Plight of the migrant one of most critical issues of our time
Opinion: In 2014, the number of people seeking asylum will hit a 20-year high, according to the UNHCR
‘Within a week, 150,000 refugees from Syria streamed into Turkey, adding to the million-plus refugees Turkey has accommodated in the three-and-a-half years since the devastating conflict in Syria began.’ Above, Syrian refugees cross the Syrian-Turkish border near Sanliurfa, Turkey, on September 26th. Photograph: EPA/Sedat Suna
Sitting in a cafe on Taksim Square in Istanbul last week, there were no signs of the crisis unfolding on the Turkish-Syrian border, 1,000km away. There were remnants, however, of the protests that engulfed Turkey in the summer of 2013, sparked by an initial sit-in at Gezi Park by Taksim Square. During protests that spread across the country, 11 people died, 8,000 were injured, and 3,000 were arrested.
This month, a fairly small environmental rally as part of a global day of climate change protest was surrounded by police, who are all too aware that the spark that lit the fuse of Turkey’s civil unrest last year was prompted by environmental concerns (the development of Gezi Park, one of the few public green spaces left in the sprawling city). On one of Istanbul’s main shopping streets, the police bookended the environmental protest as shoppers rushed past, some pausing to take photographs. Police hugged their riot shields, wore gas masks, clutched tear gas guns and other guns, and were backed up by water cannon vehicles, riot vans and reinforcements in nearby buses. But this act of defiance and oppression in the country’s largest city, and the sixth largest city in the world, was nothing in comparison to what was unfolding on the border.
As Syrian Kurds carried what little they had left into Turkey, the sea that borders the west of the country was in the midst of its own nightmare. The New York Times reported this month that at a funeral in Sicily of 18 migrants who died trying to reach Europe from Africa, Msgr Angelo Giurdanella said in his homily: “The opposite of love is not hatred, but indifference.” Around 120,000 migrants have been rescued by Italian ships in the Mediterranean this year. More than 2,200 have died trying to cross the Mediterranean this year. In a few days in mid-September, at least 750 migrants were feared to have died trying to make the crossing. To put those deaths in context in terms of media coverage, the Costa Concordia cruise ship disaster in January, 2012 claimed 32 lives. Nearly 70 times that number of migrants have died in the Mediterranean area trying to reach Europe so far this year.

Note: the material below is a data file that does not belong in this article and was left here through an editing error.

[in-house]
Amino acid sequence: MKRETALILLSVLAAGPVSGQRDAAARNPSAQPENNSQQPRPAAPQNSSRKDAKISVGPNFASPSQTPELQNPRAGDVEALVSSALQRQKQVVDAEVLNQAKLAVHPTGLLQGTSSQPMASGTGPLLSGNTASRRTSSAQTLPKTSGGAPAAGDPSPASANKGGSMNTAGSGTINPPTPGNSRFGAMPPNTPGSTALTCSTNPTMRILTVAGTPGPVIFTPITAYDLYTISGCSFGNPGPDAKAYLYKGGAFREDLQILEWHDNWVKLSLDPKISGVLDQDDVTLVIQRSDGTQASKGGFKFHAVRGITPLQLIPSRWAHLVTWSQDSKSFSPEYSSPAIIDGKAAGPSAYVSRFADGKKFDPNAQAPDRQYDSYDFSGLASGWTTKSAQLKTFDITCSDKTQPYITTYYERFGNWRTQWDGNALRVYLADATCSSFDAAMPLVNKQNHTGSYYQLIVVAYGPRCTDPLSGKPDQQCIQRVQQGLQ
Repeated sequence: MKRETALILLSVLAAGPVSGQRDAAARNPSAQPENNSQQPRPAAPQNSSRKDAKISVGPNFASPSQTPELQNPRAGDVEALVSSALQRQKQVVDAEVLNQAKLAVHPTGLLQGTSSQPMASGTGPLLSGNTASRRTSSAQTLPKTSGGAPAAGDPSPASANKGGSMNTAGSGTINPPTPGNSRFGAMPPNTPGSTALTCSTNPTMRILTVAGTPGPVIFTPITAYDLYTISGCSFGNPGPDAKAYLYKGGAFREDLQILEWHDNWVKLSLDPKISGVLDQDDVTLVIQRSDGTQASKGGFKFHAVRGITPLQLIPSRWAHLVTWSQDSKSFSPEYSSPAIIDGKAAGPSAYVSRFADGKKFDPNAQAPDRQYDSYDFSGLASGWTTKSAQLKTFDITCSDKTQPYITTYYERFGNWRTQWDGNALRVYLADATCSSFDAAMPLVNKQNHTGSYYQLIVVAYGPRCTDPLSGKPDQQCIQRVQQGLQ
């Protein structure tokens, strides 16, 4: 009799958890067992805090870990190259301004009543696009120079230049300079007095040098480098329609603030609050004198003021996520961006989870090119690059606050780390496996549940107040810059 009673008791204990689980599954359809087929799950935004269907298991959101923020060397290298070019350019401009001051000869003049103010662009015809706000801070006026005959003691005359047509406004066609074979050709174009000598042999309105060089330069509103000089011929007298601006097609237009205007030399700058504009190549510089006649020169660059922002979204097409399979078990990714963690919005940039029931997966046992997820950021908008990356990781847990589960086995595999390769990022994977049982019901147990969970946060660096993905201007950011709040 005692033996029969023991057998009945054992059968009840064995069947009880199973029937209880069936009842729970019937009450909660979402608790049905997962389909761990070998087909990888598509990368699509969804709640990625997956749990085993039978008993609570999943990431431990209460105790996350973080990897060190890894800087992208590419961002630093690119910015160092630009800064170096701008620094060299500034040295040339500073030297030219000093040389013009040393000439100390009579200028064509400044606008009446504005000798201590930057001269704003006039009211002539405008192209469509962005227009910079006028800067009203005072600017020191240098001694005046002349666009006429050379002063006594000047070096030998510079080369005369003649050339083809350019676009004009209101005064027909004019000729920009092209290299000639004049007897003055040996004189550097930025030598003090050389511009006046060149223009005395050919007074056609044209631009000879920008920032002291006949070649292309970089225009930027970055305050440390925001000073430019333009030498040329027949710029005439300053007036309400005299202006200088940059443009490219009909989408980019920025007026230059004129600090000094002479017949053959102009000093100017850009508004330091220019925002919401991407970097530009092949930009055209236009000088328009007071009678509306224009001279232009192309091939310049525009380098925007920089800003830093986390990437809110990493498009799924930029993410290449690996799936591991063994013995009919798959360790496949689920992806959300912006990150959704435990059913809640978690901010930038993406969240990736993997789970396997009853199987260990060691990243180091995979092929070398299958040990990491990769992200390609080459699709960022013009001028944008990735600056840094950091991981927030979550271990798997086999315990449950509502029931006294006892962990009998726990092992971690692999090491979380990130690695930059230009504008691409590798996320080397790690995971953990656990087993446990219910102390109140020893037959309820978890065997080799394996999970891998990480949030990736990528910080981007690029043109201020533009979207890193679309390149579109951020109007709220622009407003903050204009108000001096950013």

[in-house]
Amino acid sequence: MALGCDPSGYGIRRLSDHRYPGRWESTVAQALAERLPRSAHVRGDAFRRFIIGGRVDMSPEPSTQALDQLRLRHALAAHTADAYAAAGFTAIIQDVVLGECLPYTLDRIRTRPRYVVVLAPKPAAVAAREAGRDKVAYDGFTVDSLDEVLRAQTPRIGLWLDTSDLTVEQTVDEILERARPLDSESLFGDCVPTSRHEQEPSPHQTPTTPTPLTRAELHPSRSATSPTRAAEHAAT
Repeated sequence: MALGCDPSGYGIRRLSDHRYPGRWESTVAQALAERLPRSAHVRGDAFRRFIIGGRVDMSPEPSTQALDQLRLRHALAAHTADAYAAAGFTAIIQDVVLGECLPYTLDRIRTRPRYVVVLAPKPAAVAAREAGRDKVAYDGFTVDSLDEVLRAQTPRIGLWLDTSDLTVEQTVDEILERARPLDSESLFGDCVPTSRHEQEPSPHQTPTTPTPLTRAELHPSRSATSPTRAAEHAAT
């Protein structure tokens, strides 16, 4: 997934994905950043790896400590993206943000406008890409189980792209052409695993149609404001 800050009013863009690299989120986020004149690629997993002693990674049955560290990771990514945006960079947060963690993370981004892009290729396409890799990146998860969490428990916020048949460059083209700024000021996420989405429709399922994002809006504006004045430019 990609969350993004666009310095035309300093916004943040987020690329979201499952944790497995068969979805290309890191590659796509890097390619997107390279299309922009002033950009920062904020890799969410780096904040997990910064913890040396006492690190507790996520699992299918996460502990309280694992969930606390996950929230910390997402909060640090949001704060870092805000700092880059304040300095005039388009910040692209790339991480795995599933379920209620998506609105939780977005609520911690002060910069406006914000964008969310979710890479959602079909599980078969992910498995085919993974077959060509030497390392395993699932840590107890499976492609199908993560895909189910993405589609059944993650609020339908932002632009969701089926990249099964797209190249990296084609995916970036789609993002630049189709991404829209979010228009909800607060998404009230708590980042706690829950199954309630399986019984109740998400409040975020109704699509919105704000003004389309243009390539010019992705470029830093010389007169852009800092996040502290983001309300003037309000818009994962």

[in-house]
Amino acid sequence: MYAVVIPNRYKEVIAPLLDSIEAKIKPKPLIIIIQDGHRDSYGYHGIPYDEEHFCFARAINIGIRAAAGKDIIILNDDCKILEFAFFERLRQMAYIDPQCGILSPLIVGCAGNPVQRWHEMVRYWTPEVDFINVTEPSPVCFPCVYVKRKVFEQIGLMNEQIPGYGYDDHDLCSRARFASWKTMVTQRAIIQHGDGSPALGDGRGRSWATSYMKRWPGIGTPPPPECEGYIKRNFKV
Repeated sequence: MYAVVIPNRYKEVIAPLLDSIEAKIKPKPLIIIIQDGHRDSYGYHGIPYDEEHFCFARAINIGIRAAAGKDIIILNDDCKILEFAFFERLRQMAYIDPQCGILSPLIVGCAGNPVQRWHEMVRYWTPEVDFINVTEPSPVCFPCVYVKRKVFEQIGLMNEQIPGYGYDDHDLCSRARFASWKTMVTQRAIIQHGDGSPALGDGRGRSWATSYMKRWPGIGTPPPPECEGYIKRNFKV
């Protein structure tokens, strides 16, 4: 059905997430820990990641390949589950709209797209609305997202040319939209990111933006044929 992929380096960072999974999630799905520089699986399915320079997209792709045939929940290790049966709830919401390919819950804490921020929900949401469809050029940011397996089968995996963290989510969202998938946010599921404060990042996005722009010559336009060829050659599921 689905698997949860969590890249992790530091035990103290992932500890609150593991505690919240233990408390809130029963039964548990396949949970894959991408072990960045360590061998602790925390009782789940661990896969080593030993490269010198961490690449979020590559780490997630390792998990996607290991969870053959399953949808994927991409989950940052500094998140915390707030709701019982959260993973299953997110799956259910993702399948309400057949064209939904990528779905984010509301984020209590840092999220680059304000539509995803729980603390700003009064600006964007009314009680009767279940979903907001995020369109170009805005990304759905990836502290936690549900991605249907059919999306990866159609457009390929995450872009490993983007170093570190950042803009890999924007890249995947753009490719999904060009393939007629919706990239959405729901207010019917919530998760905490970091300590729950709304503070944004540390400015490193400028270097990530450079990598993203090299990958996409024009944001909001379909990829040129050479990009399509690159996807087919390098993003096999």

The plight of the migrant, whether categorised as a refugee or an asylum seeker or an emigrant or an immigrant, is one of the most pressing issues of our time. The plight of internally displaced people equally so. Regardless of how “legitimate” one’s claim for asylum could be, imagine being so desperate that you would face death to escape? We were all migrants once. Many of us still are. We all came from somewhere, and many have travelled somewhere else. Our safety and stability in the world is no more than a geographical accident of birth. In many countries, including Ireland, migrants might be faceless to us, and thus viewed as subordinate. The most vulnerable of these people – victims of trafficking – deserve rescue, not imprisonment. The Immigrant Council of Ireland last week highlighted the terrible situation where traffickers have actually used asylum centres for residency themselves. We need to stop “othering” people who are essentially just like us.
Exceptional reporting on this disgruntlement should surely be highlighted: from the journalist Brian O’Connell, whose radio reports on the issue are an excellent contribution to Irish journalism; and from Carl O’Brien in The Irish Times. Still, ethnicity and creed have a huge part to play in the exclusion of the other. The photographs of people in direct provision protesting largely show black people. Black children holding up signs saying, “We were born here.” We need to start looking this issue itself straight in the eye, across borders and into containment centres, and ask ourselves, “What if that was me? What if that was my child?”